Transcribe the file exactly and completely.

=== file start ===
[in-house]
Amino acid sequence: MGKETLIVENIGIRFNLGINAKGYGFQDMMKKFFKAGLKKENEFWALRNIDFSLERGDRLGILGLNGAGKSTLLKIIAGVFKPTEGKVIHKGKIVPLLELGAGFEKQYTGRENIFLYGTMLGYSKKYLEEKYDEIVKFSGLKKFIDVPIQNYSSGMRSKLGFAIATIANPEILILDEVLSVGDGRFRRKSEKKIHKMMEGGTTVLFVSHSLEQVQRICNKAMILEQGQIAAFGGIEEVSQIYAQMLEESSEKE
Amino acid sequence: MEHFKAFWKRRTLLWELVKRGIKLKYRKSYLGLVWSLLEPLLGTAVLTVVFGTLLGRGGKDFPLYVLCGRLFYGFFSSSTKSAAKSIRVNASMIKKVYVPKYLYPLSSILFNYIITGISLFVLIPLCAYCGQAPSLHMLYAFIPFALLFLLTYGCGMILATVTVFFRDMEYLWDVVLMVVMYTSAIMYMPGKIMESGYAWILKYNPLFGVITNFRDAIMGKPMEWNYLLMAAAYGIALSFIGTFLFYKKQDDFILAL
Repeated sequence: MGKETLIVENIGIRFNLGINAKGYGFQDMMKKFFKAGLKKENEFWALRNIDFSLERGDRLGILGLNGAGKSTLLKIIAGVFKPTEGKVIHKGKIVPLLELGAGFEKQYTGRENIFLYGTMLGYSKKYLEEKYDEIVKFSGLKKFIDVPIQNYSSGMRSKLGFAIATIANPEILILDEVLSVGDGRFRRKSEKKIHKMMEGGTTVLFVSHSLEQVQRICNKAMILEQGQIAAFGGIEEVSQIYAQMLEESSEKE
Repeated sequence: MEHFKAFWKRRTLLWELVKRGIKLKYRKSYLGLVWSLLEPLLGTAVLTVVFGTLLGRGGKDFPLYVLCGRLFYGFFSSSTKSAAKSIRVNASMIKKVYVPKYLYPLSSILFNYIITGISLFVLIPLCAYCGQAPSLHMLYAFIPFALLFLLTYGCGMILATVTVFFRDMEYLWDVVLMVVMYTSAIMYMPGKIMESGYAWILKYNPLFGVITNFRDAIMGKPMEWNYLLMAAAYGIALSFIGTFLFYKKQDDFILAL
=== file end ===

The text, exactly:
[in-house]
Amino acid sequence: MGKETLIVENIGIRFNLGINAKGYGFQDMMKKFFKAGLKKENEFWALRNIDFSLERGDRLGILGLNGAGKSTLLKIIAGVFKPTEGKVIHKGKIVPLLELGAGFEKQYTGRENIFLYGTMLGYSKKYLEEKYDEIVKFSGLKKFIDVPIQNYSSGMRSKLGFAIATIANPEILILDEVLSVGDGRFRRKSEKKIHKMMEGGTTVLFVSHSLEQVQRICNKAMILEQGQIAAFGGIEEVSQIYAQMLEESSEKE
Amino acid sequence: MEHFKAFWKRRTLLWELVKRGIKLKYRKSYLGLVWSLLEPLLGTAVLTVVFGTLLGRGGKDFPLYVLCGRLFYGFFSSSTKSAAKSIRVNASMIKKVYVPKYLYPLSSILFNYIITGISLFVLIPLCAYCGQAPSLHMLYAFIPFALLFLLTYGCGMILATVTVFFRDMEYLWDVVLMVVMYTSAIMYMPGKIMESGYAWILKYNPLFGVITNFRDAIMGKPMEWNYLLMAAAYGIALSFIGTFLFYKKQDDFILAL
Repeated sequence: MGKETLIVENIGIRFNLGINAKGYGFQDMMKKFFKAGLKKENEFWALRNIDFSLERGDRLGILGLNGAGKSTLLKIIAGVFKPTEGKVIHKGKIVPLLELGAGFEKQYTGRENIFLYGTMLGYSKKYLEEKYDEIVKFSGLKKFIDVPIQNYSSGMRSKLGFAIATIANPEILILDEVLSVGDGRFRRKSEKKIHKMMEGGTTVLFVSHSLEQVQRICNKAMILEQGQIAAFGGIEEVSQIYAQMLEESSEKE
Repeated sequence: MEHFKAFWKRRTLLWELVKRGIKLKYRKSYLGLVWSLLEPLLGTAVLTVVFGTLLGRGGKDFPLYVLCGRLFYGFFSSSTKSAAKSIRVNASMIKKVYVPKYLYPLSSILFNYIITGISLFVLIPLCAYCGQAPSLHMLYAFIPFALLFLLTYGCGMILATVTVFFRDMEYLWDVVLMVVMYTSAIMYMPGKIMESGYAWILKYNPLFGVITNFRDAIMGKPMEWNYLLMAAAYGIALSFIGTFLFYKKQDDFILAL